Experimental and concept vehicles from automotive manufacturers are usually just an exercise in design. Many are built as show cars or “styling bucks” that have no functioning drivetrain. These vehicles are meant to show the public the possible design direction of a brand.
The rare vehicle has both futuristic styling and high function. This is the case of the Chevrolet Turbo Titan III from the early 1960s.
Turbo Titan III: 15 Years in the Making
From the early 1950s, Chevrolet Engineering was looking at alternative means of propulsion for its over-the-road trucks. Gas and diesel engines were generally reliable and low cost, however, a turbine engine provides an enormous 875 lbs-ft of torque running on any kind of fuel (the turbine preferred kerosene or fuel oil). Very few engines today can achieve this power level, so it was very remarkable back in the day.
Chevrolet tested the turbine in two conventional trucks before building the futuristic Turbo Titan III you see here. It touted “exotic contours” and a futuristic interior outfitted with “Astronaut” seats and metallic blue leather, vinyl and full pile carpet. The most striking interior feature was its pedestal-mounted twin dial steering system. Two small discs replaced the conventional steering wheel in this truck. Very novel at the time!
New York World’s Fair
The 1964/1965 New York World’s Fair held over 140 pavilions, 110 restaurants, for 80 nations (hosted by 37), 24 U.S. states, and over 45 corporations to build exhibits or attractions at the Flushing Meadows-Corona Park in Queens, NY.
The fair symbolized a grand consumer show covering many products produced in America at the time for transportation, living, and consumer electronic needs in a way that would never be repeated at future world’s fairs in North America. American manufacturers of pens, chemicals, computers, and automobiles had a major presence.
The Turbo Titan III was one of several futuristic vehicles that were on display at the 1964/1965 World’s Fair in New York. You can imagine this was a big hit at the time. This truck was pretty impressive for the 1960s. Heck, it is impressive today!
I have been a big fan of the Turbo Titan III my whole life. Pretty bold statement, right? After all, I was only 3 or 4 years old when this thing went to the World’s Fair. As it turns out, my dad was one of the engineers for this vehicle, and he was one of only two people qualified to drive it, due to its challenging drivetrain.
My dad passed away in 2014, but about a year before he died I asked him about this truck. I saw an article online from a design student who was seeking information about it. I wanted to respond, but only had faint memories of it. The following quote from my dad in 2013 helps sum it all up:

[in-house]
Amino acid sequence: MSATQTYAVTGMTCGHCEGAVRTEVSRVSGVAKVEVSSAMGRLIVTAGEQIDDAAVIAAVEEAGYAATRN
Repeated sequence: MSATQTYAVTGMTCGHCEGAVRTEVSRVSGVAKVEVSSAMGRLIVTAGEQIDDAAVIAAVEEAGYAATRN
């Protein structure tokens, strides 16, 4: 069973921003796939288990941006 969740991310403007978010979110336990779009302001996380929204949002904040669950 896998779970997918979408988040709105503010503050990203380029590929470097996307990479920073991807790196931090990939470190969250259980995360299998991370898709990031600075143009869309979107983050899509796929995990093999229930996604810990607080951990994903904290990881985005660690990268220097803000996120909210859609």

“At the time Chevrolet was getting very serious about turbine engines. Although this was highly experimental. The key advantages were power and fuel economy and cheap fuel (Kerosene). The drivability was outstanding, however, the driver had to be extremely careful about monitoring turbine temperatures. The engine could not be used for braking as in internal combustion engines. I have no idea what happened to the vehicle. Since it was one of a kind, I assume they kept it in storage or scrapped it.
As an added thought the disc steering wheels (the truck did not have a steering wheel–it had two small discs in front of the driver), if you remember, I had them installed on a passenger car for evaluation in normal driving situations. This type of steering system was very novel at the time and required a lot of attention to normal driving. I kind of liked it but I do not think anybody else did!”
As a side note, I do remember my dad bringing home a car with that steering system installed. He was pretty proud of it and showed our family how he could hand over the console to my Mom in the passenger seat to steer the car (the console was on a cable that allowed it to be moved around the cabin). Looking back, it was the perfect system for my mom to be in control!
My dad is the passenger shown in many of the photos you will find online. He and one other guy drove it to the World Fair. When they drove the Turbo Titan III into the show hall, the high temperature from the engine exhaust set off the sprinkler system. My Dad further noted that when they drove through Pennsylvania, they encountered a large hill that other trucks had trouble climbing. The Turbo Titan went over it “like nobody’s business.”
Digging into Dad’s Files
Going through my dad’s files the other day, I found a brochure that Chevrolet produced on the Turbo Titan III. I scanned it and show all four pages below. You can also download the full brochure HERE.
I also found a recent video on YouTube highlighting the Turbo Titan III. The creator did a great job with his overview, so I would like to share it below as well:
I hope you found this little slice of experimental vehicle history interesting. For me, unique vehicles like the Turbo Titan III bring the car hobby to life and help fuel the passion of car enthusiasts.
My hope is that this enthusiasm continues with younger car fanatics. Whether it is career choices or extracurricular activities, this segment of our lives runs deep. This is why I provide ongoing support of automotive programs designed to inspire and educate young car enthusiasts through the sale of items in the Vehicle Nanny Merchandise Store. All proceeds go directly to automotive youth programs like those run by Hagerty Insurance, so I hope you can find a fun item for yourself that also supports our budding car enthusiasts.